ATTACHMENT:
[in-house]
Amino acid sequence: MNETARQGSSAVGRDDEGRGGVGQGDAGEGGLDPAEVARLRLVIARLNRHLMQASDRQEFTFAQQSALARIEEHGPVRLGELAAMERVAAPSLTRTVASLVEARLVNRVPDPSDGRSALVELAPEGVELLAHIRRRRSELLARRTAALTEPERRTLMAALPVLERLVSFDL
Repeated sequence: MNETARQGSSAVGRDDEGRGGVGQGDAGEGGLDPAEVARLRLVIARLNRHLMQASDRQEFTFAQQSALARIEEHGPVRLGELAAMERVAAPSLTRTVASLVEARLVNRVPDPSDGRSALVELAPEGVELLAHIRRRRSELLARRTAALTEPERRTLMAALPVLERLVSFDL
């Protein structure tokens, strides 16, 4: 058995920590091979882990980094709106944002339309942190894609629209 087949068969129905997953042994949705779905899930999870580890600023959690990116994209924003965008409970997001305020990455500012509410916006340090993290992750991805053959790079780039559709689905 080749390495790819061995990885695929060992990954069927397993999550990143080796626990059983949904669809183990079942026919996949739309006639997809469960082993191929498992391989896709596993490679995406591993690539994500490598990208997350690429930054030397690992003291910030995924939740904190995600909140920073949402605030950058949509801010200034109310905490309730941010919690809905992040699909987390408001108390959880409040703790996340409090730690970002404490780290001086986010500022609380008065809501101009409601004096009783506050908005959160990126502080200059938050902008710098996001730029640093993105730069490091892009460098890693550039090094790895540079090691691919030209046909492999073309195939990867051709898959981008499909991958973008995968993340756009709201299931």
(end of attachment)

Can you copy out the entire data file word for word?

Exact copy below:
[in-house]
Amino acid sequence: MNETARQGSSAVGRDDEGRGGVGQGDAGEGGLDPAEVARLRLVIARLNRHLMQASDRQEFTFAQQSALARIEEHGPVRLGELAAMERVAAPSLTRTVASLVEARLVNRVPDPSDGRSALVELAPEGVELLAHIRRRRSELLARRTAALTEPERRTLMAALPVLERLVSFDL
Repeated sequence: MNETARQGSSAVGRDDEGRGGVGQGDAGEGGLDPAEVARLRLVIARLNRHLMQASDRQEFTFAQQSALARIEEHGPVRLGELAAMERVAAPSLTRTVASLVEARLVNRVPDPSDGRSALVELAPEGVELLAHIRRRRSELLARRTAALTEPERRTLMAALPVLERLVSFDL
């Protein structure tokens, strides 16, 4: 058995920590091979882990980094709106944002339309942190894609629209 087949068969129905997953042994949705779905899930999870580890600023959690990116994209924003965008409970997001305020990455500012509410916006340090993290992750991805053959790079780039559709689905 080749390495790819061995990885695929060992990954069927397993999550990143080796626990059983949904669809183990079942026919996949739309006639997809469960082993191929498992391989896709596993490679995406591993690539994500490598990208997350690429930054030397690992003291910030995924939740904190995600909140920073949402605030950058949509801010200034109310905490309730941010919690809905992040699909987390408001108390959880409040703790996340409090730690970002404490780290001086986010500022609380008065809501101009409601004096009783506050908005959160990126502080200059938050902008710098996001730029640093993105730069490091892009460098890693550039090094790895540079090691691919030209046909492999073309195939990867051709898959981008499909991958973008995968993340756009709201299931």